Bringing long term trends into the strategic dialogue

By Tracey Keys, director of Strategy Dynamics Global and publisher of Globaltrends.com as well as the author of various books. 

Resources are under pressure; mass migration is rewriting the rules on freedom of movement; geopolitical threats and social tensions are increasing. Digitalisation, cross industry competition and shifting consumer behaviours are shaking up, if not completely upending, traditional business models and notions of industry and market segmentation. Financial markets are being disrupted by technology and new players. Automation and multiple generations are reshaping the workforce.

It’s not surprising that many businesses are hunkering down amid perceived threats around them, focusing on surviving if not thriving in the here and now. Tempting as it is to ignore long term trends, it takes time to build the capabilities and business models required for success in a future environment that may look very different from today. However, the biggest challenge to incorporating trends into the strategic dialogue is not in understanding the implications of the trends themselves. Rather, it is overcoming the barriers of short term thinking and translating trends into action.

Trends every organisation needs to watch

Crystal balls are in short supply. But leaders and their teams need a point of view on how the world is changing.

Right or wrong, this changing point of view is crucial in enabling proactive action to establish the foundation for future success. The first task is building a holistic understanding of what is changing. Most executives have some awareness of demographic, technological, economic and social trends. But often it is not complete, organised or applied, as short term changes such as shifts in consumer behaviour or competitive offerings take precedence.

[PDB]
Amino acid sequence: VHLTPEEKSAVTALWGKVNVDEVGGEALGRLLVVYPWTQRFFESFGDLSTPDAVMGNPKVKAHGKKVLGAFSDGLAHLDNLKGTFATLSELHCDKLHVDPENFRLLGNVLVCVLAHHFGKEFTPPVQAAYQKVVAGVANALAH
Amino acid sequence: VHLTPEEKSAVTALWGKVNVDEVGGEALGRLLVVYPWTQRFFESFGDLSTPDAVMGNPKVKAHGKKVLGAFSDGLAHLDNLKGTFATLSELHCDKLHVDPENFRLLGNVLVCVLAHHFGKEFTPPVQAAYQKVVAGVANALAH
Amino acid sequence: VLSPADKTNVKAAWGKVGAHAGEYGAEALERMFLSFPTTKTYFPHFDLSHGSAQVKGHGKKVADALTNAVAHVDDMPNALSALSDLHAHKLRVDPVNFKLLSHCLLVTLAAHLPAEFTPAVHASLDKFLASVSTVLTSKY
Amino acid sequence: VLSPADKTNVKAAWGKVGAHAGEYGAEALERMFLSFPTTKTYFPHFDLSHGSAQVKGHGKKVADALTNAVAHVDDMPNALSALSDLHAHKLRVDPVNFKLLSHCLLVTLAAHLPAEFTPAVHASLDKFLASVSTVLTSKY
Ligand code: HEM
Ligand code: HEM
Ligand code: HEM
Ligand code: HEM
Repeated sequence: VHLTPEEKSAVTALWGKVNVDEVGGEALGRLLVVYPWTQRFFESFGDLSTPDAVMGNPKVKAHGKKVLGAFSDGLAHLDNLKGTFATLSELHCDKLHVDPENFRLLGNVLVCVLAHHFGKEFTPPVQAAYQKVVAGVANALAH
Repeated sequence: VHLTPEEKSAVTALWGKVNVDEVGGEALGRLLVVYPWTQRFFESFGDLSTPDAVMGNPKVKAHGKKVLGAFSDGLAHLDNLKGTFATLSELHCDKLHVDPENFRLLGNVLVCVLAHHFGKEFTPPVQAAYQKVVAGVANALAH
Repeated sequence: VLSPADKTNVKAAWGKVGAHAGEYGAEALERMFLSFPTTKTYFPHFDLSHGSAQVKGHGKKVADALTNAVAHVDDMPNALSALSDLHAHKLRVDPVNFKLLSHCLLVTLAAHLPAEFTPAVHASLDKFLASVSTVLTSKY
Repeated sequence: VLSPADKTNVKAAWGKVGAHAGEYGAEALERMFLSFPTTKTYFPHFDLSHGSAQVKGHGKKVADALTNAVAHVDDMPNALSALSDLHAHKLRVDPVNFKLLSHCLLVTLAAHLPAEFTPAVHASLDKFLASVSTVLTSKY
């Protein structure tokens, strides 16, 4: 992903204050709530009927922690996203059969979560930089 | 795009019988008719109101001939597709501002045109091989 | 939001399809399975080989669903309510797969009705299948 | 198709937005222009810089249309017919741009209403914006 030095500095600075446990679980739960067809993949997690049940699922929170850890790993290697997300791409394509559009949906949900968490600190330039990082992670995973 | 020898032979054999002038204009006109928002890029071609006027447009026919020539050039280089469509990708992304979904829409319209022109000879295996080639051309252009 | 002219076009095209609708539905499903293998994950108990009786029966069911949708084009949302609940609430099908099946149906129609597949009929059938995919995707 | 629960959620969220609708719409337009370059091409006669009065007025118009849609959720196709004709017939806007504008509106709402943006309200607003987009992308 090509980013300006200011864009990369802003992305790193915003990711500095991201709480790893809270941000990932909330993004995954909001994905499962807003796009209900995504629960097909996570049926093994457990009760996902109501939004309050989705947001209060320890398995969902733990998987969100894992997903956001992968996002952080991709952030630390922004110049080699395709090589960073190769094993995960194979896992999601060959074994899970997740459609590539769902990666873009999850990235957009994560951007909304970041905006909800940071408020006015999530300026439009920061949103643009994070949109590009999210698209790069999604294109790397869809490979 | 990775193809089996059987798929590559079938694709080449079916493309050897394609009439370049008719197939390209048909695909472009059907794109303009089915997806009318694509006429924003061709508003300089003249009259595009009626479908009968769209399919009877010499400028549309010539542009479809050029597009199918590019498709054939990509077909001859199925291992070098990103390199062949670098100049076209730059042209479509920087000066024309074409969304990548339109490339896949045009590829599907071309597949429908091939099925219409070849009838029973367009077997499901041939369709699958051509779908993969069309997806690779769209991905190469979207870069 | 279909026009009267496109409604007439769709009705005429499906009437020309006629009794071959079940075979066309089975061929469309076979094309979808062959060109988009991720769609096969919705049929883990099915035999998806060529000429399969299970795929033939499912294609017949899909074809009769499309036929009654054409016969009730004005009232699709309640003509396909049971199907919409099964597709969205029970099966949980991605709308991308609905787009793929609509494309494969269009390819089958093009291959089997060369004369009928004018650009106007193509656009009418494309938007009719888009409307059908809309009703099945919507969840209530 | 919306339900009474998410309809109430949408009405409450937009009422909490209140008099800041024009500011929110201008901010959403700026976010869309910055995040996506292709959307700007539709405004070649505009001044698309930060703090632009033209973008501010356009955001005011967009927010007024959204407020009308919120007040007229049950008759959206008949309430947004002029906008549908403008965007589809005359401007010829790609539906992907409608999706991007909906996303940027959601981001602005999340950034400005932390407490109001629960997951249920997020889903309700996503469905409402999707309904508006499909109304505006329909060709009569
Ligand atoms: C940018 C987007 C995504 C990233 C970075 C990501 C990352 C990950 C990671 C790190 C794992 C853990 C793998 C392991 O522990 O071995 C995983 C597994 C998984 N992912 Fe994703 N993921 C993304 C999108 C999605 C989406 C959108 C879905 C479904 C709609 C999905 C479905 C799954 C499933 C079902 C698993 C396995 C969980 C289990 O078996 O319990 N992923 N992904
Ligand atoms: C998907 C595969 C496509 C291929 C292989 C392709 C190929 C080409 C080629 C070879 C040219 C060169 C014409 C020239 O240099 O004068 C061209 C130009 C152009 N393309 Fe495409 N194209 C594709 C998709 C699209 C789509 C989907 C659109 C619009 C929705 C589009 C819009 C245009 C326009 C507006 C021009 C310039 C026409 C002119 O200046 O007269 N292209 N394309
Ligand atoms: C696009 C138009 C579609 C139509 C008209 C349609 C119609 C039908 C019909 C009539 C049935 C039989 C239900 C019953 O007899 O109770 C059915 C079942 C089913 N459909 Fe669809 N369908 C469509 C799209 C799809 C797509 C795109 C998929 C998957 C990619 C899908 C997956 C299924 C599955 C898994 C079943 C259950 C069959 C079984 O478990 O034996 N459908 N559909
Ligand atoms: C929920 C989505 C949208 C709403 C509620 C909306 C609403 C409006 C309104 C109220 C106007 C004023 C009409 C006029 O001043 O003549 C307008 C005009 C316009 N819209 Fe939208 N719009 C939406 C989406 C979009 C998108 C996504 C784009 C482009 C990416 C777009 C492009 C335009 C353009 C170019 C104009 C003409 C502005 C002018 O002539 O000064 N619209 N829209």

The Global Trends framework offers one approach to developing a holistic view of change, identifying significant long term trends in three spheres, as well as the interactions between them that lead to four growing areas of competition:

  • Fight for control & access: the competition between organisations for control or access to key resources
  • Fight for rules of engagement: among organisations and communities as they interact, work and live
  • Fight for value creation & capture: how different organisations define “value,” which are creating real value and where value is captured
  • Fight for values & beliefs: what motivates the behaviours of individuals and organisations.

If you’re an ESOMAR member you can read the full article in MyESOMAR in the digital copy of Research World. If you are not a member of ESOMAR you can join and receive a free copy of Research World 6 times a year or alternatively you can sign up for a subscription of the magazine in our publications store.

Share: